}
interface OtherState {
  YetAnotherState bar();
  Result baz();
}
private class APIImpl implements InitialState, OtherState, ... {
  APIImpl foo() { ... return this; }
  APIImpl bar() { ... return this; }
  Result baz() { ... }
}
public static InitialState startChain() { return new APIImpl(); }

The final encoding of the MailBuilder protocol in Java is shown at the end of the post.

Advanced Fluent API Techniques

In contrast to general-purpose programming languages, like Java and C++, domain-specific languages (DSLs) are tailored for specific tasks or applications. SQL, for example, is a famous DSL for composing database queries:

SELECT name FROM students WHERE grade>90

To submit queries from within a program, we need to embed SQL in our programming language as an API. It is possible, of course, to write DSL programs in strings, and then parse them at run-time:

var query = SQL.parse("SELECT name FROM %s WHERE grade>90", DB.students);

In this case, though, DSL syntax errors are raised only at run time; other, more obscure pitfalls are also possible.

A fluent API is a neat solution for embedding a DSL. If the syntax of the DSL can be defined as an FSM, then we can turn it into a fluent API using the method described above and catch syntax errors at compile time. We encode DSL keywords as methods and DSL literals (like numbers and strings) and expressions as parameters to these methods:

var query = SQL.SELECT("name").FROM(DB.students)
               .WHERE(student -> student.grade>90);

Fluent APIs have also received academic attention in recent years. While the art of fluent API design is generally folklore, researchers look for new methods to encode more complex families of protocols and DSLs. As it turns out, it is possible to encode non-regular protocols (that cannot be described by FSMs) as fluent APIs, by using generic (polymorphic) types. These APIs, however, are usually monolithic, and their structure is obfuscated. A rising research trend is, therefore, to provide a tool that automatically produces a fluent API from a specification—a fluent API generator. For example, Silverchain, Fling, and TypeLevelLR are all fluent API generators that convert context-free grammars, representing API protocols or DSLs, into fluent APIs.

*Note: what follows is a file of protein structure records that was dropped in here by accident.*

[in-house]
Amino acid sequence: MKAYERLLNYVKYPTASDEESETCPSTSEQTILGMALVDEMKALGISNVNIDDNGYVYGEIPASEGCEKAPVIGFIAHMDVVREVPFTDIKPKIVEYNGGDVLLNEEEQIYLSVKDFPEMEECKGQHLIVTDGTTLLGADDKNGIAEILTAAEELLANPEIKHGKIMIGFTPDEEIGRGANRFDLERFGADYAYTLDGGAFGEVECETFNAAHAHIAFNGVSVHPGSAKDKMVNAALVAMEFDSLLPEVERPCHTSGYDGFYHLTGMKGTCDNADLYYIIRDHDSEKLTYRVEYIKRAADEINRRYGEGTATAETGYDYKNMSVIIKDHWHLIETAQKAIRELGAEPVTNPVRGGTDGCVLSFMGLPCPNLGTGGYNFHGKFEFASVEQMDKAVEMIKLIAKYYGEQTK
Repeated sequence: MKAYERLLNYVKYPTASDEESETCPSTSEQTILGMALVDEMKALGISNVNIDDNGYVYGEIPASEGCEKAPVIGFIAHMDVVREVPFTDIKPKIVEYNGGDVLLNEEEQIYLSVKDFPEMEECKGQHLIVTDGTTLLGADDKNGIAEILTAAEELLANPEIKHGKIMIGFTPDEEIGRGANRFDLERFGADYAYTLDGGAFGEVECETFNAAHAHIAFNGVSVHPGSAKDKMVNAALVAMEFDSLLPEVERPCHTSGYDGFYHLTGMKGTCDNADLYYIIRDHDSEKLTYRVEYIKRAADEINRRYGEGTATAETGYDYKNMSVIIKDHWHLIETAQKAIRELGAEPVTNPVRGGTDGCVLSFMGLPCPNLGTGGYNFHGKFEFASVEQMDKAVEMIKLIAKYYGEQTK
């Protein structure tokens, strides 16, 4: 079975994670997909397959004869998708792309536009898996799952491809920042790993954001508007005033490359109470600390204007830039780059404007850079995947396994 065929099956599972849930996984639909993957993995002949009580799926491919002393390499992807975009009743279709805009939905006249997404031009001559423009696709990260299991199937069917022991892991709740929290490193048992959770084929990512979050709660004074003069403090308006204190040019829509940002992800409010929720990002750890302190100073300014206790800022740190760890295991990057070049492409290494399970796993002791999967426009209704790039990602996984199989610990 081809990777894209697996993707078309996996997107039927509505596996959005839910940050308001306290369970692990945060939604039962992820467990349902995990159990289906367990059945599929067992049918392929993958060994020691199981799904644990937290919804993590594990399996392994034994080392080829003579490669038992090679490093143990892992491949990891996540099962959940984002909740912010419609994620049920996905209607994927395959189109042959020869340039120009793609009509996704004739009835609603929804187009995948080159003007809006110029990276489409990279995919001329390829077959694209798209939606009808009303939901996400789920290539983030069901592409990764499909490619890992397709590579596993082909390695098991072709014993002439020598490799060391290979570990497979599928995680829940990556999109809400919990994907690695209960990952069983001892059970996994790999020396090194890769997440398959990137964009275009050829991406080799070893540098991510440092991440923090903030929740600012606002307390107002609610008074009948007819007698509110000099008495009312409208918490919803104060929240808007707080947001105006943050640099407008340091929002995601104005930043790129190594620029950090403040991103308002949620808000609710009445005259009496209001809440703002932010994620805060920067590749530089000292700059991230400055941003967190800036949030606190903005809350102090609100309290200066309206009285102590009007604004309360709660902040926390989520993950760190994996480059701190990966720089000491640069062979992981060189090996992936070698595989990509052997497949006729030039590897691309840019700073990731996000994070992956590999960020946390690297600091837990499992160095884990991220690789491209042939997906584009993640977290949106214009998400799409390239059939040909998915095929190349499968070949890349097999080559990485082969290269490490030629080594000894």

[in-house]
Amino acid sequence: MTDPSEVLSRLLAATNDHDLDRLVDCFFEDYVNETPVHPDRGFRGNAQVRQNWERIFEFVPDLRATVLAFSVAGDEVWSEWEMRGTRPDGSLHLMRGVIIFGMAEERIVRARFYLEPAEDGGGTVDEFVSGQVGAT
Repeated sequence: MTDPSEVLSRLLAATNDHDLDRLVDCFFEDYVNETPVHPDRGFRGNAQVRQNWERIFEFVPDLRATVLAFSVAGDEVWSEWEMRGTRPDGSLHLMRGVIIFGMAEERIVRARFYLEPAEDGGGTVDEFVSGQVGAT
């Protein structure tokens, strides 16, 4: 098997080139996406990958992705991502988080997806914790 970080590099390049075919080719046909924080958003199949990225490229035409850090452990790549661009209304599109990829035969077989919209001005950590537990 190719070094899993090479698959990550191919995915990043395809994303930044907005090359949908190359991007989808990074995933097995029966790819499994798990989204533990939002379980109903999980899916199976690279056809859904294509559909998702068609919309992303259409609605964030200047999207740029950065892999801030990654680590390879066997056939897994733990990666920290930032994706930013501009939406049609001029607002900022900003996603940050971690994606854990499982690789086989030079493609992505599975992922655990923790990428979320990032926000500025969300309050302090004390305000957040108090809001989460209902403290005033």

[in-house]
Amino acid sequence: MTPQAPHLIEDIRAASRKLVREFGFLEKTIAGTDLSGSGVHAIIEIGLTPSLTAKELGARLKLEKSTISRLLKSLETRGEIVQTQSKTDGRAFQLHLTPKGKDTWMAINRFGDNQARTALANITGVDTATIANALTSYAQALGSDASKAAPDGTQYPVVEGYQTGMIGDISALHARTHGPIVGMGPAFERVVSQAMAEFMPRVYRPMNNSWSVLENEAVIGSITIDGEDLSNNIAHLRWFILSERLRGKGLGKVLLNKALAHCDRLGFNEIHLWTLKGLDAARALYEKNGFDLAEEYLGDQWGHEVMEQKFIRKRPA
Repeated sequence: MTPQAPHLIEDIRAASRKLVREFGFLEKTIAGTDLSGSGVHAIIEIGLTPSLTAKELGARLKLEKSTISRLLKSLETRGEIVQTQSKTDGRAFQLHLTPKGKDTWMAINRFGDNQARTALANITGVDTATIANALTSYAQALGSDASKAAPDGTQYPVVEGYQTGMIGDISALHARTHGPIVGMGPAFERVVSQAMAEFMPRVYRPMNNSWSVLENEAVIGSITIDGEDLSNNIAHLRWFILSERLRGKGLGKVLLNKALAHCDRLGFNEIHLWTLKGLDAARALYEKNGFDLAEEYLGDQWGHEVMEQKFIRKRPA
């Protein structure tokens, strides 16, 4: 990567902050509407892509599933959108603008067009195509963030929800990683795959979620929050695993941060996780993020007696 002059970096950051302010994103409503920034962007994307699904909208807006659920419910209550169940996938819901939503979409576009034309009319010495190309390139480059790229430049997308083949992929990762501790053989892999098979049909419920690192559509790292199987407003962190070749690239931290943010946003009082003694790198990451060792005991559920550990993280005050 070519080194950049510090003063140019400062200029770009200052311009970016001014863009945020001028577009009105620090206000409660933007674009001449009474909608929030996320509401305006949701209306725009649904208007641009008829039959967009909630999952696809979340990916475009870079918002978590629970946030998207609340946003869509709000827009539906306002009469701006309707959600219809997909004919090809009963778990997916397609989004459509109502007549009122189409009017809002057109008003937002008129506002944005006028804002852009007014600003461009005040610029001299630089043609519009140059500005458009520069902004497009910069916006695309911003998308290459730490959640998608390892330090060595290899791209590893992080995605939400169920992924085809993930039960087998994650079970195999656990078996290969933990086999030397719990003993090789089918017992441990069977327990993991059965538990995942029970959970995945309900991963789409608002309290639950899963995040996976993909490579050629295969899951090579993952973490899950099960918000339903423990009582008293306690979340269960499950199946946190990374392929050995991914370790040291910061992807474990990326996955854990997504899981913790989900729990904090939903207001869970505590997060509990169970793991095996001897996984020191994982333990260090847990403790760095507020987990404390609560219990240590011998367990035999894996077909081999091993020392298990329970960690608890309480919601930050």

Conclusions

A fluent API is invoked by a chain of consecutive method calls. It is a trendy practice for making elegant and concise interfaces. In this post we learned how to implement basic fluent APIs, showed that they can enforce API contracts at compile-time, and saw that they can even be used to embed domain-specific languages.

Bio: Ori Roth is a PhD student at the Technion, researching metaprogramming applications of type theory. Ori is a co-author of Fling—A Fluent API Generator.

import java.util.*;
public class Mail {
  public String sender;
  public List receivers = new ArrayList<>();
  public String subject = "";
  public String body = "";
  private Mail() {} // Hide default constructor
  public static EmptyMail builder() { return new MailBuilder(); }
  interface EmptyMail {
    SenderSet from(String sender);
  }
  interface SenderSet {
    ReceiverSet to(String receiver);
  }
  interface ReceiverSet {
    SubjectSet subject(String subject);
    BodySet body(String body);
  }
  interface SubjectSet {
    BodySet body(String content);
  }
  interface BodySet {
    Mail build();
  }
  private static class MailBuilder implements EmptyMail,
      SenderSet, ReceiverSet, SubjectSet, BodySet {
    Mail mail = new Mail();
    @Override public MailBuilder from(String sender) {
      mail.sender = sender;
      return this;
    }
    @Override public MailBuilder to(String receiver) {
      mail.receivers.add(receiver);
      return this;
    }
    @Override public MailBuilder subject(String subject) {
      mail.subject = subject;
      return this;
    }
    @Override public MailBuilder body(String content) {
      mail.body = content;
      return this;
    }
    @Override public Mail build() {
      return mail;
    }
  }
  // Usage example
  public static void main(String[] args) {
    Mail mail = Mail.builder()
      .from("donald.t@mail.com")
      .to("joe.b@mail.com")
      .subject("Congratulations on recent promotion")
      .body("Yours truly, Donald")
      .build();
  }
}

Disclaimer: These posts are written by individual contributors to share their thoughts on the SIGPLAN blog for the benefit of the community. Any views or opinions represented in this blog are personal, belong solely to the blog author and do not represent those of ACM SIGPLAN or its parent organization, ACM.